For many decades, in a variety of birth settings, immediate umbilical cord clamping straight after the baby was born became part of normal birth practice- particularly in hospital settings.
Although, it is interesting to see that in the past thought was given to leaving the umbilical cord intact, as it was believed to be beneficial to the baby. In 1801, Charles Darwin’s grandfather, who was a doctor, said:
“Very injurious to the child is the tying of the navel string too soon. It should be left till all pulsation in the cord ceases. Otherwise the child is much weaker than it ought to be, a portion of the blood being left in the placenta, which ought to have been in the child.”
Extensive research in recent years has now revealed that the practice of immediate clamping of the umbilical cord can be detrimental to your baby. Delayed cord clamping (DCC) or optimal cord clamping (OCC) for all babies at birth, unless in need of intensive resuscitation, is now supported by the Royal College of Obstetricians and Gynaecologists, the Royal College of Midwives, as well as the World Health Organisation and National Institute for Clinical Excellence in the UK.
The reason that immediate clamping of the umbilical cord should not take place is because up to one third of your baby’s circulating blood volume is still contained within the placenta and umbilical cord at birth.
The transfer of this blood from you to your baby, which also contains nutrients and stem cells, needs at least a few minutes to be complete, but this timing can vary individually. If your baby's cord is clamped immediately, your baby can start their newborn life with up to 300mls less of the blood they were intended to have
The World Health Organisation defines the optimal time to clamp your baby’s cord as when it has stopped pulsating, which can be approximately 3 minutes or often much longer after the birth, but births and umbilical cords are very individual to each woman and baby. Some cords may pulsate (the pulsation assists the transfer of your baby’s blood back into their body) for as long as 30 minutes or more, where others may stop pulsating at 5 minutes or less after the baby is born.
You can request that the umbilical cord is left unclamped until it has stopped pulsating or until you have delivered your placenta after birth. If your baby is delivered via forceps or caesarean section time may be more limited due to other factors involved in the birth, but ask the doctor to delay clamping for as long as possible.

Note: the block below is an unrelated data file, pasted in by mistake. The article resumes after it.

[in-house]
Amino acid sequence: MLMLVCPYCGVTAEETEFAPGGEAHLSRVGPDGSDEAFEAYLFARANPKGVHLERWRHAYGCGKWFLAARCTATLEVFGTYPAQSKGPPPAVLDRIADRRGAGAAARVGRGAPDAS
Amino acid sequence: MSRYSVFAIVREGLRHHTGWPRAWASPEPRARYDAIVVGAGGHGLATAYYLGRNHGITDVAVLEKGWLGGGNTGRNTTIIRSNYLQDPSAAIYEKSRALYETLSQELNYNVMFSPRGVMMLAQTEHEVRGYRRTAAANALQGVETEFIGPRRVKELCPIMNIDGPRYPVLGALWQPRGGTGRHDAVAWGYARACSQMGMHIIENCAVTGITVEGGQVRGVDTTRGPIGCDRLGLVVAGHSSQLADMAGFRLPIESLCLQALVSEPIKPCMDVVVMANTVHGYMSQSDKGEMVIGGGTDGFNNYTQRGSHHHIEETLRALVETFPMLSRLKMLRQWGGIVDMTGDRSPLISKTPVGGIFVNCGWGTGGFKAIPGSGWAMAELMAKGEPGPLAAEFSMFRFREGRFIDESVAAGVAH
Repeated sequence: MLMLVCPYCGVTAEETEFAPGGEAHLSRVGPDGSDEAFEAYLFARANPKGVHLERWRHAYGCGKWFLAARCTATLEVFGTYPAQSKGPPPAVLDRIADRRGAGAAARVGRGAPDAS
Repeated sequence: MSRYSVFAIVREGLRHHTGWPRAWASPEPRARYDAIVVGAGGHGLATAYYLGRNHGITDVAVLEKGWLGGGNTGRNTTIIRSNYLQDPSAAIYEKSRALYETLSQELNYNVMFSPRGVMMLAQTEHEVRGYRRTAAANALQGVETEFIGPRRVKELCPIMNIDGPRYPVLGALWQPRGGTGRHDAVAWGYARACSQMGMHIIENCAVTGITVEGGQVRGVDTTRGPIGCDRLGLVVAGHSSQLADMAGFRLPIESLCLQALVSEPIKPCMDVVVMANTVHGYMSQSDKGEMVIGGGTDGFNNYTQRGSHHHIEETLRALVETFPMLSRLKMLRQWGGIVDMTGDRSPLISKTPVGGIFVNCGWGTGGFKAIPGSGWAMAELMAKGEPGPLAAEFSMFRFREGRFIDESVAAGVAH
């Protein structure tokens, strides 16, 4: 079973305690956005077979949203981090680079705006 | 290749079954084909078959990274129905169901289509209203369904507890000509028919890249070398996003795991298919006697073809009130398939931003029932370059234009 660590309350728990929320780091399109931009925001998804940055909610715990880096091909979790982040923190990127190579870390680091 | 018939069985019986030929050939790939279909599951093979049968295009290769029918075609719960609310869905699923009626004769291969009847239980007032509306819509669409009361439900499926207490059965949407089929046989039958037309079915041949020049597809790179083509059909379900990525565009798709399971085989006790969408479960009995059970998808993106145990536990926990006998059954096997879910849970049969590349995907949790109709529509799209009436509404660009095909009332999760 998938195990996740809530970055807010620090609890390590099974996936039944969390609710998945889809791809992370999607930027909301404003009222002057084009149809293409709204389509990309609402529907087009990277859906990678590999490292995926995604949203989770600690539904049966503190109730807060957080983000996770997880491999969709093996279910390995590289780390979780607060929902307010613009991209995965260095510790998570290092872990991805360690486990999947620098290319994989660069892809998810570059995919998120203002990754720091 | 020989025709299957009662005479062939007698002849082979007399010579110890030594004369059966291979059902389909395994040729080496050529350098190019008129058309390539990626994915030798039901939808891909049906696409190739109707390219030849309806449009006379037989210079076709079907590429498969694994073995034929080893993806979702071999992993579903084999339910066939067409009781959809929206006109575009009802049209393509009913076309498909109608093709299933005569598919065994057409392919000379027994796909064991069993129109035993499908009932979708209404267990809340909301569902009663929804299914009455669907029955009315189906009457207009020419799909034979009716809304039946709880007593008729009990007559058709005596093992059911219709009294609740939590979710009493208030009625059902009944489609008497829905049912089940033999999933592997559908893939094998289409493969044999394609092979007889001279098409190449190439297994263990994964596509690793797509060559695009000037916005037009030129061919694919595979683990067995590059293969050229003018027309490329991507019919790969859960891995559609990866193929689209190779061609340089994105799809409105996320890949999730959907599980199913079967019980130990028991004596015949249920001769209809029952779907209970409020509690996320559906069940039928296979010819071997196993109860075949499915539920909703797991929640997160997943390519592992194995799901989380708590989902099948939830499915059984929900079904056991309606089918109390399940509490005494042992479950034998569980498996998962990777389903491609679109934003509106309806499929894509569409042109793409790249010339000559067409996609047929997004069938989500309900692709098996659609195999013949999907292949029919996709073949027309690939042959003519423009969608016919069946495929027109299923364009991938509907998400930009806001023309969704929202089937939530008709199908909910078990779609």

There are very few circumstances at birth where delayed cord clamping (DCC) cannot be implemented, however, the length of time may be subject to time limits due to the circumstances and the environment you birth in. If you want your baby to have DCC make sure you have it in your birth plan, or that the midwife caring for you in labour is aware of your wishes.
Benefits of delayed cord clamping:
- Your baby’s iron stores will be improved at 4-6 months of age and this protects your baby against becoming anaemic.
- If your baby does not breathe straight away after the birth, being attached by the unclamped umbilical cord will continue to supply oxygen-rich blood and nutrients before your baby takes their first breath. Remember that very few babies need any form of resuscitation at birth, with around 95% of babies breathing spontaneously once they are born.
- If your baby does need any help to breathe after birth, it is possible for your midwife or doctor to perform the necessary procedures whilst your baby is still attached by their umbilical cord.
- Premature babies may benefit even more than full term babies, as receiving a higher blood volume can protect their organs and brains.
- Recent research suggests that the immediate clamping of the umbilical cord can affect long-term learning and development in children.
Some parents may want a company to collect their baby’s cord blood at birth, for the future or in rare cases to help a sibling. Parents should be aware that the methods and amounts that the companies collect vary and that some companies are more supportive of delayed and optimal cord clamping than others. For more information please follow this link: https://www.bloodtobaby.com/umbilical-cord-blood-banking